The Svencino Philosophy 

Every violin deserves to be the best that it can be – every violin has the potential to be worthwhile despite who made it or how much it cost. If it isn’t then it can not offer the player, you, the musical expression that you wish to have – presuming that you wish to enjoy your playing experience and the sounds that you make with it.

Therefore ALL violins and their bows, regardless of who made it or its value and provenance, needs to be setup, regulated and tuned to allow it to give a voice to your expression while learning or performing.

There are, of course, violins that were not made with the integrity needed in rush-rush factories – even these instruments have a chance of being setup, to create a relatively perfectly working and sounding instrument. One that allows you to enjoy a sound experience, despite its hurried creation.

Axiom One

Note. Blunt and poorly prepared cutting tools make working on instruments’ fine wooden details hard, if not impossible, to do masterly. Therefore,

Sharpening offers the Ultimate truth. We can easily tell ourselves, and others, that a tool is sharp – the truth is on the edge of the blade. Either it is – or it is not, despite our opinion and justification. The final cut will illuminate this truth, and your own.

Axiom Two

When working on an instrument (or anything for that matter), we need to listen and respond to what our senses tell us and NOT what the brain tells us that our senses have ‘seen’.

Only then will we come closest to working perfection, which requires our responses being directly influenced by what we sense and not what we make ourselves believe we ‘see’ so that it can be fitted into our levels of patience and or mood.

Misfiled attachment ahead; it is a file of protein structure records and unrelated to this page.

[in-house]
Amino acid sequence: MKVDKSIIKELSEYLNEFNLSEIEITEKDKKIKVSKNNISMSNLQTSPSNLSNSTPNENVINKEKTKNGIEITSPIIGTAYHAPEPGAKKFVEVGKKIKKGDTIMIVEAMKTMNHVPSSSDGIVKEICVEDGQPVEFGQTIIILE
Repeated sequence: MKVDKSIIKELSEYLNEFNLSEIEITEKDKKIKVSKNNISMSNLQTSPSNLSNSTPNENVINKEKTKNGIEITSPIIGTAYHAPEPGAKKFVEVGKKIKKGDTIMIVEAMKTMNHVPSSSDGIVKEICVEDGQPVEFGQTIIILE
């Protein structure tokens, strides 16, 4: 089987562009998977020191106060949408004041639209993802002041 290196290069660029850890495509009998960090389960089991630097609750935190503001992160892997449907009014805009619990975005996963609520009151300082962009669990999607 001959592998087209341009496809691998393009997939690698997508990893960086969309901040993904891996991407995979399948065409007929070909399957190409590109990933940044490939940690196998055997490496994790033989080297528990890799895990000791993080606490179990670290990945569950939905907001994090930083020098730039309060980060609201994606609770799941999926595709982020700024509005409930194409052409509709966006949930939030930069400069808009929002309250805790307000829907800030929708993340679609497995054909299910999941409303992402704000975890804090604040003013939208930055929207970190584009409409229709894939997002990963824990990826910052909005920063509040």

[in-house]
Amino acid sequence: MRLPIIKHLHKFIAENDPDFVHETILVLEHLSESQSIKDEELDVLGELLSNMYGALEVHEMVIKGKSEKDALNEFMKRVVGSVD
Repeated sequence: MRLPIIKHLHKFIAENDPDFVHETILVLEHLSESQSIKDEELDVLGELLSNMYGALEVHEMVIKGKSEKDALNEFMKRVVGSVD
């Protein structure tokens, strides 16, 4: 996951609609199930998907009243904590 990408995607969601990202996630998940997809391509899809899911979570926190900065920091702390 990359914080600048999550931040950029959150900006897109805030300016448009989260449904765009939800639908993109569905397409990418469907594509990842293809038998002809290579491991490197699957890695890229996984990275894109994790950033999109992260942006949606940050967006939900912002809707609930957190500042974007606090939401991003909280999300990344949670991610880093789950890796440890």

This is far easier said than done. Especially at 01h30 in the morning when an imperfection that needs to be redressed is left undone because the brain tells us that the client will never know.

Axiom Three

Patience and perseverance is directly linked to relative perfection.

After many hours of bending a bow, hunting for that perfectly balanced camber which allows for easy musical expression and responsiveness to come alive, it becomes evident that this axiom is natural.

Axiom Four

Note. When working on instruments, in our case mostly violins (all of them from 32nd size violins, to Full size basses and a few from other sections of the orchestra) there are a lot of parts that fit together and need to be adjusted to work well. Thus,

The sum total of a perfect violin is coaxed by all of its parts being made up of regulated irregularities. Whereby each imperfection is corrected by creating a counter imperfection that balances to perfection.

It may seem like madness, a bit like working with them.

With and by the stated Axioms that we choose to employ in our work environment, we trust in their seemingly impossible truths to aid us in delivering the best possible experiences with ongoing exploration when working on your instruments.

This ensures our working ability with your treasures while exploring their potential. Art Insure covers the potential of loss or damage when in transit to us and in its journey back to you with the courier.

Art Insure ensures our instruments’ transit risk for potential damage or loss.

Keeping your instrument safe is one thing. A good case is definitely a great start. However, Art Insure offers well thought out cover for instruments that have a life outside the case.

Svencino insures all instruments in our studio and on the move, removing the fright with needing to either repair or replace them them the unthinkable happens.

All instruments that are collected by us are insured for damage and loss. So long as we are the ones booking the courier to us and back to you.

In just over 20 years of working on instruments, many of which are couriered to us, we have only needed to call on Art Insure once. This one time, when a consigning client’s cello was damaged, en route to a possible new owner, because of manhandling by courier personnel, Art Insure assessed, guided and helped us resolve the costs that ended well with a restored cello that is dearly loved by it’s new owner. All restored.

If you would like to be called back with further information and costs about insuring your instrument (or art of any kind) we suggest Art Insure. Their terms, conditions and how they cover a living and moving instrument makes sense to us. It may for you too.

The below form helps our Art Insure brokers know how best to advise you when they respond to your enquiry.

Note. Svencino does not earn a commission from this. We merely add this service to help you insure against potential damage or loss.